The fissure, among various Indian jewellery associations and individual jewellers, is widening as many standalone jewellers are still reluctant to open shops despite prominent associations calling off the strike which started on 1 March.
The nationwide strike by bullion traders started after finance minister Arun Jaitley in the Union budget announced to impose a 1% excise duty on non-silver jewellery. However, taking cognizance of the protests, the government on 21 March formed a sub-committee under the chairmanship of former chief economic adviser Ashok Lahiri. He will interact with trade and industry representatives on tax laws and submit a report within 60 days of the sub-committee’s constitution.
Upon receiving the assurance, most bullion markets across the country opened, but not before the industry suffering a loss of Rs50,000 crore, claimed Mohit Kamboj, president of Indian Bullion Jewellers Association.
Despite the global economic uncertainty, India’s demand for the precious metal has not waned. The country, along with China, was the mainstay of the gold market in calendar year 2015. According to World Gold Council data, India’s jewellery demand rebounded in the second half of 2015. The annual demand for 2015 reached 654.3 tonnes, up 5% compared with around 620 tonnes in 2014. This is the highest level since 2010 and the third highest year on record.
“We have called off the strike as the government has given us an assurance and has formed a sub-committee to look into the entire issue,” said Kamboj, adding that there, however, are many individual jewellers who have decided to continue with the strike.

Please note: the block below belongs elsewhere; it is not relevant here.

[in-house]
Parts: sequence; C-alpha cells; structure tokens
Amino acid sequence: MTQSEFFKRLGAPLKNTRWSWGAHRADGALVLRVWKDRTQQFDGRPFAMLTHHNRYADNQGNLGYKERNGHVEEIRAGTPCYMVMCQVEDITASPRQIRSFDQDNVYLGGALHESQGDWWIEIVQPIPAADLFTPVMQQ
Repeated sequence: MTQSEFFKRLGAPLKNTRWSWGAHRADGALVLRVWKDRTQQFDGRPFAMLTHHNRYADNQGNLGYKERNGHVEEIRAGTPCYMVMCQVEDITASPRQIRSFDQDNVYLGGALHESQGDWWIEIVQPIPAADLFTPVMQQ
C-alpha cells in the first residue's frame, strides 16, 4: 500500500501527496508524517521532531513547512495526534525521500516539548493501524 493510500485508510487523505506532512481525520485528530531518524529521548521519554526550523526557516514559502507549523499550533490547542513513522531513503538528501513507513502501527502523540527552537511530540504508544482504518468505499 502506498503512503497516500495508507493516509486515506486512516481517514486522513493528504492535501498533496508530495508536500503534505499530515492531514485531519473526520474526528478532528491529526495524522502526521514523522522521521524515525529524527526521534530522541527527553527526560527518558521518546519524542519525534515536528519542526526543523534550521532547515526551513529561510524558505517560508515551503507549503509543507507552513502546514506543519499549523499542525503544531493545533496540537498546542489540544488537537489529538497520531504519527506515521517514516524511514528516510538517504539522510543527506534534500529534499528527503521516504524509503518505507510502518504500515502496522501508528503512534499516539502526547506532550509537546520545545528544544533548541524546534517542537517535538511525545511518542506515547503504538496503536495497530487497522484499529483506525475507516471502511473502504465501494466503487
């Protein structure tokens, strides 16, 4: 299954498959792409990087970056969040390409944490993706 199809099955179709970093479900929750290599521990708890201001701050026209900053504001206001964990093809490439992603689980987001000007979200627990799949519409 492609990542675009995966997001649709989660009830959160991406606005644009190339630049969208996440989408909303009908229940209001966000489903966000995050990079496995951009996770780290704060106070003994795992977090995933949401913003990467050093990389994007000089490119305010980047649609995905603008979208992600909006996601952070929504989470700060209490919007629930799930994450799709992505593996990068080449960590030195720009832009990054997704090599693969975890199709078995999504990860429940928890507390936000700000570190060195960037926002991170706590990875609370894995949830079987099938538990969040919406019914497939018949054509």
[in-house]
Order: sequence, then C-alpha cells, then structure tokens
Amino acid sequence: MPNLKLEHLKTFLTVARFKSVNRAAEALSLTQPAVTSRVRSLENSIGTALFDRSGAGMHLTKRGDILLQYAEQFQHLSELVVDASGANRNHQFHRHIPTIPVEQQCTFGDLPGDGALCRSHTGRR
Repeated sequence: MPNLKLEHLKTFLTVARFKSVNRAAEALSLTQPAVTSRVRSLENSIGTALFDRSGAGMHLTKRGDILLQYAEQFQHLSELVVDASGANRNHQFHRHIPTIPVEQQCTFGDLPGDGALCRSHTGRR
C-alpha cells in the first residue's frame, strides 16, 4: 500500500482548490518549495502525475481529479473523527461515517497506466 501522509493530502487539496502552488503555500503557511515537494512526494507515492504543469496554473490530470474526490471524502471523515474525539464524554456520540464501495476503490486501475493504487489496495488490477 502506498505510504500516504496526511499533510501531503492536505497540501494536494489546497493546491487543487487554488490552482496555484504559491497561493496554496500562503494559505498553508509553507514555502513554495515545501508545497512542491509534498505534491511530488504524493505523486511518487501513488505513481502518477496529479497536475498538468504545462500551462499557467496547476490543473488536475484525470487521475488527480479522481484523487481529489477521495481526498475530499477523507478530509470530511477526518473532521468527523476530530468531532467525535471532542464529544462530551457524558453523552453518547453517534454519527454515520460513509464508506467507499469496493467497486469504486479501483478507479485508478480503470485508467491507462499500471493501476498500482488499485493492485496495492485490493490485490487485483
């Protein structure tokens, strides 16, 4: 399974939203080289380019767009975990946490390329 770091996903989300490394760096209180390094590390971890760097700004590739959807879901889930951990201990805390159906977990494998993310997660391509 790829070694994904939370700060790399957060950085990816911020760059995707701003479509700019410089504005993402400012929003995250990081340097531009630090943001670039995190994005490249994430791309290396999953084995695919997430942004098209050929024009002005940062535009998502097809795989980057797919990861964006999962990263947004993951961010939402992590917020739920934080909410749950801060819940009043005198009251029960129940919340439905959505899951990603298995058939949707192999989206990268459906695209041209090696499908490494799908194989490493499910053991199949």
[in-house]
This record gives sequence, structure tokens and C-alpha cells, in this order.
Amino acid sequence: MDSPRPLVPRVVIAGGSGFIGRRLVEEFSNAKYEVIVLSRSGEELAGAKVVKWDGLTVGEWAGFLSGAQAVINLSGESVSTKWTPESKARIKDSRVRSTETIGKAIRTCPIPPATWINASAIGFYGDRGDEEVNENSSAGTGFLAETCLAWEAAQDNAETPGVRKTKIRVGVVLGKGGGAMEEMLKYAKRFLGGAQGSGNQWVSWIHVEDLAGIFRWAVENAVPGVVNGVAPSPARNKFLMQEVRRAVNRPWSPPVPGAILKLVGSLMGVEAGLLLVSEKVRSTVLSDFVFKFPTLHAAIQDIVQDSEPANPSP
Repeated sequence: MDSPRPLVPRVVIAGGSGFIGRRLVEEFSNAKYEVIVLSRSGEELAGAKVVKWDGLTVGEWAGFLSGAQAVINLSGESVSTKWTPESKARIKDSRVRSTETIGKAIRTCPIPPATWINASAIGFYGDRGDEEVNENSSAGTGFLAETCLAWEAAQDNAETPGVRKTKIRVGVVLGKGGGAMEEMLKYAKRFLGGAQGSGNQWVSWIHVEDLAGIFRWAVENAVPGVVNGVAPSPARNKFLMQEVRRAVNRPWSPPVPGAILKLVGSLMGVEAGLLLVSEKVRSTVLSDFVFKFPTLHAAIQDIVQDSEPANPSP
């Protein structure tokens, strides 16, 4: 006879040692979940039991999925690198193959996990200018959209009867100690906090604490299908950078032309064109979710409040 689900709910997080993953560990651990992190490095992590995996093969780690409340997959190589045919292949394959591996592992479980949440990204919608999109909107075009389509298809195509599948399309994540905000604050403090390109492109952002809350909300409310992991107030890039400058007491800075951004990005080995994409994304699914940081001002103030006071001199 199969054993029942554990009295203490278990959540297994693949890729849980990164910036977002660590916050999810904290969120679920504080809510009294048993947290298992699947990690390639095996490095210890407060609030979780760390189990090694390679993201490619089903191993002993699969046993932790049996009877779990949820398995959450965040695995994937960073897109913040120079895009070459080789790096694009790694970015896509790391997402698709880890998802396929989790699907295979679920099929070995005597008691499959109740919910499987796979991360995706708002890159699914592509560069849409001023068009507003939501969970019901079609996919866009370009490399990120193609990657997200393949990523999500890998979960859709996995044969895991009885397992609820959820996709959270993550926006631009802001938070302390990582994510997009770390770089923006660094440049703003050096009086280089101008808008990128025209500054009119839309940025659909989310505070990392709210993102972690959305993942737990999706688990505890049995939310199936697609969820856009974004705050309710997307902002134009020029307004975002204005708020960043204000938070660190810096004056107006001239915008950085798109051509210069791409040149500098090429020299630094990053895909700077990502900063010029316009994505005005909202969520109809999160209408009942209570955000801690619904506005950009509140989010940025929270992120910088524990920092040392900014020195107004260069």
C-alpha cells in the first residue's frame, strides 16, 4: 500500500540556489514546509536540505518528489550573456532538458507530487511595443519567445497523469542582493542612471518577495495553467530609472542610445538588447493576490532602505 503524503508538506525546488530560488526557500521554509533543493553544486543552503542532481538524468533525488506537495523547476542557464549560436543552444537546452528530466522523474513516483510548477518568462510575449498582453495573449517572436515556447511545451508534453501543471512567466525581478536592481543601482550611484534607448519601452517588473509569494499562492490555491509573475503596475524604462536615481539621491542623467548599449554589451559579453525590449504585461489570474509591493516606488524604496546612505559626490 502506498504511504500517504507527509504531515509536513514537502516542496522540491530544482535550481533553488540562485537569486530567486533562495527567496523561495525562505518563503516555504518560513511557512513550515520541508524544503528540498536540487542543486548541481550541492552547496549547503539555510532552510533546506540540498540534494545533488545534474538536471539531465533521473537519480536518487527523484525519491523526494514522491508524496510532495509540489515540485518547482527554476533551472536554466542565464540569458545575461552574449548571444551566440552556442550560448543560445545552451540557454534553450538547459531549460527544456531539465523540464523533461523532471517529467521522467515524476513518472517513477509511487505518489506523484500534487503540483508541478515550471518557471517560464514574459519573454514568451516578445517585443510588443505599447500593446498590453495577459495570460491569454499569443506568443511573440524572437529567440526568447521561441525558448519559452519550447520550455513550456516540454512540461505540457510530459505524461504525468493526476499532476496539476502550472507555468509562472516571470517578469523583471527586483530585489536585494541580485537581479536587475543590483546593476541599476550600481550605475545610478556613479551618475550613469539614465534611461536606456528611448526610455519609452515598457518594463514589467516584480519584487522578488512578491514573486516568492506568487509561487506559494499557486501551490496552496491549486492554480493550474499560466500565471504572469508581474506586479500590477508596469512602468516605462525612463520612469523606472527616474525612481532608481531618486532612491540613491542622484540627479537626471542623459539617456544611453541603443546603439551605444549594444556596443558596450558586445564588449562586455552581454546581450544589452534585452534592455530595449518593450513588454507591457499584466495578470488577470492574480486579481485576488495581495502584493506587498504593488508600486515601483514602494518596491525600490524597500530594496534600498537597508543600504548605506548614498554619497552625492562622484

According to Rahul Gupta, managing director of New Delhi-based PP Jewellers and Diamond Pvt. Ltd, there is a division even among various associations as far as the matter of strike is concerned. “All our seven stores in Delhi-NCR (National Capital Region) are closed,” he added.
The government in its notification on 21 March said that all associations will be given an opportunity to submit representation before the sub-committee in writing and the all India associations will be able to state their case in person.
“The central excise officers will not visit the manufacturing units or shops, no arrest or criminal prosecution of any jeweller will be done till the recommendations of the sub-committee is finalised. No search or seizure of stocks by any central excise official will be effected,” the notification added.
Experts believe that Ashok Lahiri committee’s role is to facilitate compliance rather than advocating a rollback.
“Going by the developments, it is clear that the government is very firm and they are not going for a rollback of excise duty on jewellery. The sub-committee being constituted is also not there to see the rollback, rather it is there to make the compliance assessee-friendly. The ongoing strike by jewellery association is basically a pressure tactics,” said Pramod Rai, former member of the Central Board of Excise and Customs.
Apart from various individual jewellers, there are some associations as well which are unwilling to resume business.
A New Delhi-based jeweller association, All India Bullion and Jeweller Sonkar Action Committee, is not ready to yield and is continuing with the strike.
“Major associations may have called off the strike, but their members are divided. Many of their members are still continuing with the strike until the government rolls back the excise duty,” said Yogesh Singh, an office bearer of the committee.